Drug Induced Injury

How to Protect Your Family from Drug Induced Injury

15 Oct: How to Protect Your Family from Drug Induced Injury

The wrong drug can lead to a serious drug induced injury for yourself or someone in your family. For this reason, it’s important to have open communication with your doctor and pharmacist. It’s also a good idea to investigate the drugs yourself, and if you find unsettling information, speak to a doctor or pharmacist about it immediately. FDA Approval As a rule of thumb, the best way to avoid a drug induced injury is not to use any drug until seven years after FDA approval. Consider that nearly 20 percent of FDA-approved drugs are removed from the market after approval and given a black-box warning, which indicates the potential for serious harm. Beware of Pharmacy Distributed PILs Patient information leaflets…

How to Check Prescription Drug Interactions

28 Feb: How to Check Prescription Drug Interactions

  When taking any type of medication, it is important to pay careful attention to its potential for drug interactions. Today, many people take a combination of prescription and over-the-counter medications to treat a variety of illnesses. While these medications are helpful for treating many different symptoms, it is essential to stay on guard for potential problems such as an allergic reaction or dangerous drug interaction that can lead to life-threatening symptoms in the patients who take the wrong medications together. Here, are the best tips for those who need to know how to check prescription drug interactions. Gather All Medications The first step to knowing how to check prescription drug interactions is to gather all of the medications that…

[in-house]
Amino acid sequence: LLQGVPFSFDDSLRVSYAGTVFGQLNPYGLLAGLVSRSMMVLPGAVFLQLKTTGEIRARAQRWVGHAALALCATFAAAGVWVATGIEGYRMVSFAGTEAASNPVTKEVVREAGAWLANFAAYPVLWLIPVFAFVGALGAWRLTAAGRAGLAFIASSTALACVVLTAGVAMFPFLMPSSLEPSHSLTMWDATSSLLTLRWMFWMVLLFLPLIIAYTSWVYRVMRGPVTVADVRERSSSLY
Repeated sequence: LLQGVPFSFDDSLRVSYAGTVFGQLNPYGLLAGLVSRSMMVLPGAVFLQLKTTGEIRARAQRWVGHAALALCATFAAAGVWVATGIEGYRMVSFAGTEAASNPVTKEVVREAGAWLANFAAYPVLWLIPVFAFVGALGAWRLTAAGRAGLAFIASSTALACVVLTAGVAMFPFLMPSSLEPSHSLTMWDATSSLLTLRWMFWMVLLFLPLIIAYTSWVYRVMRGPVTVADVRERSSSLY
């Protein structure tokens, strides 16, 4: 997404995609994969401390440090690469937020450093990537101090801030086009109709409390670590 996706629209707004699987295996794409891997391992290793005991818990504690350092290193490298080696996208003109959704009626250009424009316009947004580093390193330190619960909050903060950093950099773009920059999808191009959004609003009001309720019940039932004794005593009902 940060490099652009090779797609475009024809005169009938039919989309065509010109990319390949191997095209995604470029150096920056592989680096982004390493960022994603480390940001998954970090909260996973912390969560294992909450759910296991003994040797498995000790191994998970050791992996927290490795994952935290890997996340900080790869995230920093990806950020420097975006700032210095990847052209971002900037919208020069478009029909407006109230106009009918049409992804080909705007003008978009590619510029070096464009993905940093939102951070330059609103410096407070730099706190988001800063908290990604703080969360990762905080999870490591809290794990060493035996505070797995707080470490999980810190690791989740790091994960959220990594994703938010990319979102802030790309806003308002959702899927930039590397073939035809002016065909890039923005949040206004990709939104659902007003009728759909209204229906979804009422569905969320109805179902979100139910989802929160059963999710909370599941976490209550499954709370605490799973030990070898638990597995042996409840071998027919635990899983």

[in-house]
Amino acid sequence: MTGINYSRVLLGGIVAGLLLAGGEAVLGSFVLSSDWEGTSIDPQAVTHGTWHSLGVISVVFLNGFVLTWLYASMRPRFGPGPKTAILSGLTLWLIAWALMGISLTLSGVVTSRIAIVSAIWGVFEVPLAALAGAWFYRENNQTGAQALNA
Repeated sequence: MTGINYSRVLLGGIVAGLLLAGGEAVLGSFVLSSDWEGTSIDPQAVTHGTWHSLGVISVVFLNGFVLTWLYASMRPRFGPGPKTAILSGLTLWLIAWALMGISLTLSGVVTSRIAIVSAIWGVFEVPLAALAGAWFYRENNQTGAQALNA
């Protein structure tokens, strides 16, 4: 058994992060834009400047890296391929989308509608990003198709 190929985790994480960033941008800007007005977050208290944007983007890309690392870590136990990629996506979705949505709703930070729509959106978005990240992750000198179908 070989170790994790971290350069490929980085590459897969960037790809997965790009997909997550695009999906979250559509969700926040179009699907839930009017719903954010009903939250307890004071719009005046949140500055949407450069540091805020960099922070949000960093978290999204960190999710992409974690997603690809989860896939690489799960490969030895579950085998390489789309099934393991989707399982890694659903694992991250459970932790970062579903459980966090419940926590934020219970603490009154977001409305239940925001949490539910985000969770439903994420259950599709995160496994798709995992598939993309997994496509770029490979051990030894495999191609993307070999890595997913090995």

18 Jul: How to reduce medication errors

A Purdue University expert reports that more than 1.5 million Americans a year experience preventable drug-induced injuries. Many of these medication mistakes are caused by adverse drug reactions when a patient is given the wrong combination of drugs. Watch this informative video from Craig Svensson, dean of Purdue’s College of Pharmacy, Nursing, and Health Sciences, explaining why medication errors are so common and offering solutions on how to reduce medication errors.